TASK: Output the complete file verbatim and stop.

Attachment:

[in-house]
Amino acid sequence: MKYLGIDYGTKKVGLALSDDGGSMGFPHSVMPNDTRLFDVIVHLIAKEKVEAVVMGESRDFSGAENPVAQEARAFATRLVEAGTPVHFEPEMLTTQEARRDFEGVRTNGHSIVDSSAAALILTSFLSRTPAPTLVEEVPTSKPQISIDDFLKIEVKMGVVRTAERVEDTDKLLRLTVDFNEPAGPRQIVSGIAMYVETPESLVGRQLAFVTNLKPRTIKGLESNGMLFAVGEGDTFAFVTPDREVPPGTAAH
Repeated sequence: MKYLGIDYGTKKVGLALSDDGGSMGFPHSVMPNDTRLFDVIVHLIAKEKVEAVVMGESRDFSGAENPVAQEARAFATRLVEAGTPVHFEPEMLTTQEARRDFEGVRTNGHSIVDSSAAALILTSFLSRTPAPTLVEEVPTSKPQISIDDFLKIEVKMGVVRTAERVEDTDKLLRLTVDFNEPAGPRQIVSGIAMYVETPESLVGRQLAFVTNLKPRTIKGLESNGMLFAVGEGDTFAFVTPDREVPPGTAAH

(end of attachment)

[in-house]
Amino acid sequence: MKYLGIDYGTKKVGLALSDDGGSMGFPHSVMPNDTRLFDVIVHLIAKEKVEAVVMGESRDFSGAENPVAQEARAFATRLVEAGTPVHFEPEMLTTQEARRDFEGVRTNGHSIVDSSAAALILTSFLSRTPAPTLVEEVPTSKPQISIDDFLKIEVKMGVVRTAERVEDTDKLLRLTVDFNEPAGPRQIVSGIAMYVETPESLVGRQLAFVTNLKPRTIKGLESNGMLFAVGEGDTFAFVTPDREVPPGTAAH
Repeated sequence: MKYLGIDYGTKKVGLALSDDGGSMGFPHSVMPNDTRLFDVIVHLIAKEKVEAVVMGESRDFSGAENPVAQEARAFATRLVEAGTPVHFEPEMLTTQEARRDFEGVRTNGHSIVDSSAAALILTSFLSRTPAPTLVEEVPTSKPQISIDDFLKIEVKMGVVRTAERVEDTDKLLRLTVDFNEPAGPRQIVSGIAMYVETPESLVGRQLAFVTNLKPRTIKGLESNGMLFAVGEGDTFAFVTPDREVPPGTAAH